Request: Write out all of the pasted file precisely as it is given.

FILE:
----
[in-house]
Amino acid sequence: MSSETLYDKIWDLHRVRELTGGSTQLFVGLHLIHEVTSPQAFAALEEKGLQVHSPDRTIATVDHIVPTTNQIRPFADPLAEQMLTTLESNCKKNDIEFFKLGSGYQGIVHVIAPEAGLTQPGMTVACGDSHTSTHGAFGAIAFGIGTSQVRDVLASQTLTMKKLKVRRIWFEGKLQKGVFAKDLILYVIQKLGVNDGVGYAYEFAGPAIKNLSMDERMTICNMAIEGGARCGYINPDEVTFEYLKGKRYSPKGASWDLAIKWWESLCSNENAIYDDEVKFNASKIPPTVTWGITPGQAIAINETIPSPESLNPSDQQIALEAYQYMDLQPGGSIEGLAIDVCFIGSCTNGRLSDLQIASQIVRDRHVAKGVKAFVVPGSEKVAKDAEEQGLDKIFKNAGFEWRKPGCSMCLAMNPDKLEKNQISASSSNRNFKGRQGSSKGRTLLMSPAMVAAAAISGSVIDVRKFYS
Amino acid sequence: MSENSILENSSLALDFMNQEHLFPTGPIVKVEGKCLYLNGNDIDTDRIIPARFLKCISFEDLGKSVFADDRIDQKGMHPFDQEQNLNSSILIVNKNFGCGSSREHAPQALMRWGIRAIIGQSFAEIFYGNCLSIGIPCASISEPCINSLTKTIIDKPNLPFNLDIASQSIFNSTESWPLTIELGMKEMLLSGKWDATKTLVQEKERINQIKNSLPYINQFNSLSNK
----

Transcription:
[in-house]
Amino acid sequence: MSSETLYDKIWDLHRVRELTGGSTQLFVGLHLIHEVTSPQAFAALEEKGLQVHSPDRTIATVDHIVPTTNQIRPFADPLAEQMLTTLESNCKKNDIEFFKLGSGYQGIVHVIAPEAGLTQPGMTVACGDSHTSTHGAFGAIAFGIGTSQVRDVLASQTLTMKKLKVRRIWFEGKLQKGVFAKDLILYVIQKLGVNDGVGYAYEFAGPAIKNLSMDERMTICNMAIEGGARCGYINPDEVTFEYLKGKRYSPKGASWDLAIKWWESLCSNENAIYDDEVKFNASKIPPTVTWGITPGQAIAINETIPSPESLNPSDQQIALEAYQYMDLQPGGSIEGLAIDVCFIGSCTNGRLSDLQIASQIVRDRHVAKGVKAFVVPGSEKVAKDAEEQGLDKIFKNAGFEWRKPGCSMCLAMNPDKLEKNQISASSSNRNFKGRQGSSKGRTLLMSPAMVAAAAISGSVIDVRKFYS
Amino acid sequence: MSENSILENSSLALDFMNQEHLFPTGPIVKVEGKCLYLNGNDIDTDRIIPARFLKCISFEDLGKSVFADDRIDQKGMHPFDQEQNLNSSILIVNKNFGCGSSREHAPQALMRWGIRAIIGQSFAEIFYGNCLSIGIPCASISEPCINSLTKTIIDKPNLPFNLDIASQSIFNSTESWPLTIELGMKEMLLSGKWDATKTLVQEKERINQIKNSLPYINQFNSLSNK